Cancer Drug Targets Identification

Membrane proteins are common drug and antibody targets (86). The three postgen-omics mechanism-based cancer drugs and antibody, Gleevec, Herceptin, and Iressa, are all targeted against membrane proteins (87-89). These therapeutic successes have led to efforts to adopt cutting-edge technology such as mass-spectrometry-based proteomics to speed up the traditional one-molecule-at-a-time-based approach for cancer therapeutic targets discovery. The most recent achievement is potential therapeutic targets identification by a comprehensive proteomic analysis using the breast cancer cell membrane (90). In this study, tandem mass spectra were searched against a comprehensive database using the SEQUEST search program, resulting in the identification of tumor-cell-specific plasma-membrane-associated novel proteins. Among them are many highly abundant proteins such as her2/neu and rare unique proteins such as BCMP101, showing a wide dynamic range of breast cancer membrane proteins. Three unique proteins, BCMP11/ hAG3, BCMP101, and BCMP84, were characterized further and found significant expression in clinical breast tumor tissues. Among them, BCMP11/hAG3 was found to have potential localization in secretory organelles, interacts with C4.4A, and represents a potential autocrine receptor for BCMP11. BCMP101 has highly restricted expression in breast cancer with localization in the plasma membrane and interaction with a-1-catenin, through which its potential role of blocking tumor suppression can be achieved. BCMP84 is particularly interesting in terms of tumor-specific translocation from cytosol to plasma membrane in breast cancer. This translocation ofBCMP84 is regulated in a calcium-dependent manner through interaction with nucleobindin, which has strong association with Ga proteins. These findings suggests a possible role for BCMP84 in G-protein-coupled signal transduction events and further showcase the strength of mass-spectrometry-based prote-omic in detecting cancer-associated protein translocation, an event that cannot be detected at the level of transcriptome.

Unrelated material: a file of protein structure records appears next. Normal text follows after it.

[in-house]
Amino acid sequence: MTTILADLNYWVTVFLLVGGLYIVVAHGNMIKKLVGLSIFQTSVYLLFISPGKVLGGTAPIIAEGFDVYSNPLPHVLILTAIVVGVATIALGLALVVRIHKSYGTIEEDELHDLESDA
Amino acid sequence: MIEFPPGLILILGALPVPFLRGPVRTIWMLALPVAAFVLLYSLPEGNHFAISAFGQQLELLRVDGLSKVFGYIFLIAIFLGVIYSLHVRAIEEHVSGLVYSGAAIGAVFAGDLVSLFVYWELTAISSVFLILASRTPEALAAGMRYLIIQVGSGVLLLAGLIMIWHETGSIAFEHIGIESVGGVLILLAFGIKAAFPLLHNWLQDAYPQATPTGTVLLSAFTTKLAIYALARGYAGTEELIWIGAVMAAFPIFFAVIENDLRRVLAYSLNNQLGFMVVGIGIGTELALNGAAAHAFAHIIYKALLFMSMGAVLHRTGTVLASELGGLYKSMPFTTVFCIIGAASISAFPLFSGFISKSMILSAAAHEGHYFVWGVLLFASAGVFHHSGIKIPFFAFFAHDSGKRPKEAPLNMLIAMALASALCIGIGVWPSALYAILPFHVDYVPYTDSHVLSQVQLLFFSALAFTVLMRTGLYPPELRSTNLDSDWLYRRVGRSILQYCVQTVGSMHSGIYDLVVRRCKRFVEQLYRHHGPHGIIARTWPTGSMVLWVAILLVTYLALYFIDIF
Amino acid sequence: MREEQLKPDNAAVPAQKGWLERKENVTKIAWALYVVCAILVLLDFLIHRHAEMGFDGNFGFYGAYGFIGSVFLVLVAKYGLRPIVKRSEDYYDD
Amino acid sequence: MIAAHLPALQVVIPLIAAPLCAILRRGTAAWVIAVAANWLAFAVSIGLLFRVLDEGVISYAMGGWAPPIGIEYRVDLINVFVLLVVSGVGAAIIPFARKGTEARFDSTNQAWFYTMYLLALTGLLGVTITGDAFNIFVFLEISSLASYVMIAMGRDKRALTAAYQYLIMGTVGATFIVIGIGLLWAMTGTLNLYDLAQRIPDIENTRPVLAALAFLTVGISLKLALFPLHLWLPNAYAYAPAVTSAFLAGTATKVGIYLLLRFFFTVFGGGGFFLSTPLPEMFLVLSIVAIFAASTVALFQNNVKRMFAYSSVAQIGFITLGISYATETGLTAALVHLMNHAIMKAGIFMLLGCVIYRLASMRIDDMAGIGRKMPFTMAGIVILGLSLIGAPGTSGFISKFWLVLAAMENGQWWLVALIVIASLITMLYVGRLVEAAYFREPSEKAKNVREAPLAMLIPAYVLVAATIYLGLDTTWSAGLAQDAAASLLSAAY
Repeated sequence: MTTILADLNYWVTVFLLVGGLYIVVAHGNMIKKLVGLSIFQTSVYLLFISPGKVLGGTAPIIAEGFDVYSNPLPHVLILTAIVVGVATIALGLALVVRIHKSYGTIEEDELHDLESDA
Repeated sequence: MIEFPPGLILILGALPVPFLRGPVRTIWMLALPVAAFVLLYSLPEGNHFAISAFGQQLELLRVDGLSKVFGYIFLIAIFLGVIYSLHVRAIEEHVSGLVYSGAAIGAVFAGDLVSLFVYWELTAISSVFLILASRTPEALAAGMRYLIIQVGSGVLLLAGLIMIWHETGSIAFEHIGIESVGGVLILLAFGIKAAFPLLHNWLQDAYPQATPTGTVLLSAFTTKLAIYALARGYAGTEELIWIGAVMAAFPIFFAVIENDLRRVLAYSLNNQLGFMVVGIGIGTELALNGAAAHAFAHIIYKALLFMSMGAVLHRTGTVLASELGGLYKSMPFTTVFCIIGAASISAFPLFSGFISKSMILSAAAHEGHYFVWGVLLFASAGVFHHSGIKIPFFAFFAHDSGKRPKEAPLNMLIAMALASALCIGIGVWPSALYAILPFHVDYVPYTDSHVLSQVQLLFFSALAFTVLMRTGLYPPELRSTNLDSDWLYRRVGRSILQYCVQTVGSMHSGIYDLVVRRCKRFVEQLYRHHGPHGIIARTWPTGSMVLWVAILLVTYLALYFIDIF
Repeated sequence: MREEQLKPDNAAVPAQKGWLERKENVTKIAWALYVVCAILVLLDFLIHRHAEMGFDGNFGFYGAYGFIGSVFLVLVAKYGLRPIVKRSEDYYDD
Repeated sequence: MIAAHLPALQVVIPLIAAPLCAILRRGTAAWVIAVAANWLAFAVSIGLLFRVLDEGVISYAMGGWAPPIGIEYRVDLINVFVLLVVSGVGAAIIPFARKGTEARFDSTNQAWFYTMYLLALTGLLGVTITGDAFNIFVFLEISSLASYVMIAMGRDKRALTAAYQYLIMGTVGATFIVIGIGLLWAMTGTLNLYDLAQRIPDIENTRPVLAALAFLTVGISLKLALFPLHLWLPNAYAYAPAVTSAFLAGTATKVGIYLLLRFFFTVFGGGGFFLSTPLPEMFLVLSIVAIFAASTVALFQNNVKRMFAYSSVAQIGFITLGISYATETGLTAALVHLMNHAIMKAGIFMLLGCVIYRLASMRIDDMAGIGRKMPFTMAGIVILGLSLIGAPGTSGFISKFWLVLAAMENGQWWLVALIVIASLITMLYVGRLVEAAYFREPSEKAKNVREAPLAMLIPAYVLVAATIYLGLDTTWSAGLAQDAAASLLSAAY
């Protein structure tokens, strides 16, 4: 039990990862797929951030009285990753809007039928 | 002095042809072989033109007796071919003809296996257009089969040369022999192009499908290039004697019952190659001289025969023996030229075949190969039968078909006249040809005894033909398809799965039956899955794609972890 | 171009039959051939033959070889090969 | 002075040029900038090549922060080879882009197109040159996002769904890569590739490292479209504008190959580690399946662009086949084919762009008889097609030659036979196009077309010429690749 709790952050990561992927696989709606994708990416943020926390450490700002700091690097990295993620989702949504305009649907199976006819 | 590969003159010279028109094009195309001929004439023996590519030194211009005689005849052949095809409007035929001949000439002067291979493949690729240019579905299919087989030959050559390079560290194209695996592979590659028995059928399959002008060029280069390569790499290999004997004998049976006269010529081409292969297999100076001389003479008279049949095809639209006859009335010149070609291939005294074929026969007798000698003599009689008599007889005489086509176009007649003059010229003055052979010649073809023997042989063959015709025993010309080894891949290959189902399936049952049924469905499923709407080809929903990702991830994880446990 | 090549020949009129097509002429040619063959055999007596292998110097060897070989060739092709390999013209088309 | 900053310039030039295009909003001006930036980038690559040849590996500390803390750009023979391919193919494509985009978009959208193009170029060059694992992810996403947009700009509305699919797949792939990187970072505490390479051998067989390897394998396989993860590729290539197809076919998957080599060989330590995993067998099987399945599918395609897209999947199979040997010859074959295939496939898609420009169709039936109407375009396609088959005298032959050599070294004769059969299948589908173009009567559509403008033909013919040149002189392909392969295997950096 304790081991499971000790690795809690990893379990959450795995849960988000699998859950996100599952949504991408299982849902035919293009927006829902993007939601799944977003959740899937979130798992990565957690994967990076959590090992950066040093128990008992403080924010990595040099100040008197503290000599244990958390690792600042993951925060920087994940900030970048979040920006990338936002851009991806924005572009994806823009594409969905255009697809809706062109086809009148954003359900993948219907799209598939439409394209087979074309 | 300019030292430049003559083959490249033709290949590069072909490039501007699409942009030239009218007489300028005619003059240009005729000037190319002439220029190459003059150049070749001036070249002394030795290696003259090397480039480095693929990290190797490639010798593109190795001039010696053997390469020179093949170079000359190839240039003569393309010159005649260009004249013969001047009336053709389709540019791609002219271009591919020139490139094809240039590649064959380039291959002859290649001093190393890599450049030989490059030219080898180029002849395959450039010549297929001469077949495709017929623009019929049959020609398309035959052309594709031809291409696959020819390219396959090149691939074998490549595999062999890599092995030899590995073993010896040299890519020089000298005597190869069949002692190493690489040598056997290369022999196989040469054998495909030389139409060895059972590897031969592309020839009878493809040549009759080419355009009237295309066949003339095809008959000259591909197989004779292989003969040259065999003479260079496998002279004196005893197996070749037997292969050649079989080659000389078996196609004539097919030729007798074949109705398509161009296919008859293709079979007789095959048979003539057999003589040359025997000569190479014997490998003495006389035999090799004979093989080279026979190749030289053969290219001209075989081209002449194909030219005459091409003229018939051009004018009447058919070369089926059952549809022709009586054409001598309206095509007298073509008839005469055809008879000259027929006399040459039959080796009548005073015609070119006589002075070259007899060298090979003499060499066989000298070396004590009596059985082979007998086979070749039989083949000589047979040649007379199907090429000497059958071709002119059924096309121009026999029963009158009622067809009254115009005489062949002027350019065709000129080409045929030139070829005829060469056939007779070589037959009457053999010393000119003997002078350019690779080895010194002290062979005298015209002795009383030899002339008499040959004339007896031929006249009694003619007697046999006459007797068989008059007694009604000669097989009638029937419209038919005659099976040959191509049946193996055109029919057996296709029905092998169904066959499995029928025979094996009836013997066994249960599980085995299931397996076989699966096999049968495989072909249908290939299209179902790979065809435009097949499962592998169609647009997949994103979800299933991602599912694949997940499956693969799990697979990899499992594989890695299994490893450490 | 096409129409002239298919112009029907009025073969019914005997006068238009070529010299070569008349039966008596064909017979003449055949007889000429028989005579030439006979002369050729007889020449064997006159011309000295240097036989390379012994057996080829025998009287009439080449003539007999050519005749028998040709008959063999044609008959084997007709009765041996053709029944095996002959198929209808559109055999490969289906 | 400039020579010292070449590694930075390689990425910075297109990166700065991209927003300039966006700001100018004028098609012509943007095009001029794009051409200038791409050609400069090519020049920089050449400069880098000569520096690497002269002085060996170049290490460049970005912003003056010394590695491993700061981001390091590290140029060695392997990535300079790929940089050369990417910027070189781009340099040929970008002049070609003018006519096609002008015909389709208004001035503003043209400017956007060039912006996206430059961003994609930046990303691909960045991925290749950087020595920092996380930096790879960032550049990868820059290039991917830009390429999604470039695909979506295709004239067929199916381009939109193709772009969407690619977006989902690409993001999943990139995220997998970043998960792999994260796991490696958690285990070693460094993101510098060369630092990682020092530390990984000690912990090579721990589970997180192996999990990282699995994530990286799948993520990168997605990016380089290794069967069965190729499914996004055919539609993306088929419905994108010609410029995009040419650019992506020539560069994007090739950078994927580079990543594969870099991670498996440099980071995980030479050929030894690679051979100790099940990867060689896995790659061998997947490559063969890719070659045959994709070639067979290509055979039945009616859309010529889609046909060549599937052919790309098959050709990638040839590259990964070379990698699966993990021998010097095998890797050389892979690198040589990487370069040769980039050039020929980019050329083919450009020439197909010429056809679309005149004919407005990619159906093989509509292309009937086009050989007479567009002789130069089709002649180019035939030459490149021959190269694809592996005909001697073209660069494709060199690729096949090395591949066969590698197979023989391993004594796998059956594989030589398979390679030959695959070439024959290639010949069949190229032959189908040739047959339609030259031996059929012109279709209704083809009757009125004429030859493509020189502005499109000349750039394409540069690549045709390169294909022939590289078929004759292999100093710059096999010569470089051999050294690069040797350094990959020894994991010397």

Stathmin (Op18), a major tubulin regulatory protein in leukemia, has been discovered by 2D electrophoresis (2DE) mass-spectrometry-based proteomics as a potential target to inhibit the proliferation of leukemia cell (91,92). Stathmin is a substrate of several kinase families; thus, it is a phosphorylation-responsive regulator of multiple signal transduction pathways in microtubule dynamics. The study showed a significant overexpression of the phosphorylated form of Stathmin in childhood leukemia (93). The important role of Stathmin in regulating leukemia cell proliferation and differentiation was further confirmed by an in vivo functional study (92). This study emphasized the unsurpassed power of mass-spectrometry-based proteomics to identify posttranslational modified proteins as a cancer therapeutic target because genomics lack the ability to detect protein posttranslational modifications.

These studies suggest that application of more advanced methodologies such as multidimensional protein identification technology or isotope-coded affinity tagging as well as new MS technologies, including linear ion trap and TOF-TOF instruments, could enable the direct identification of proteins of lower abundance and posttranslational modifications for the discovery of potential targets for cancer therapy.

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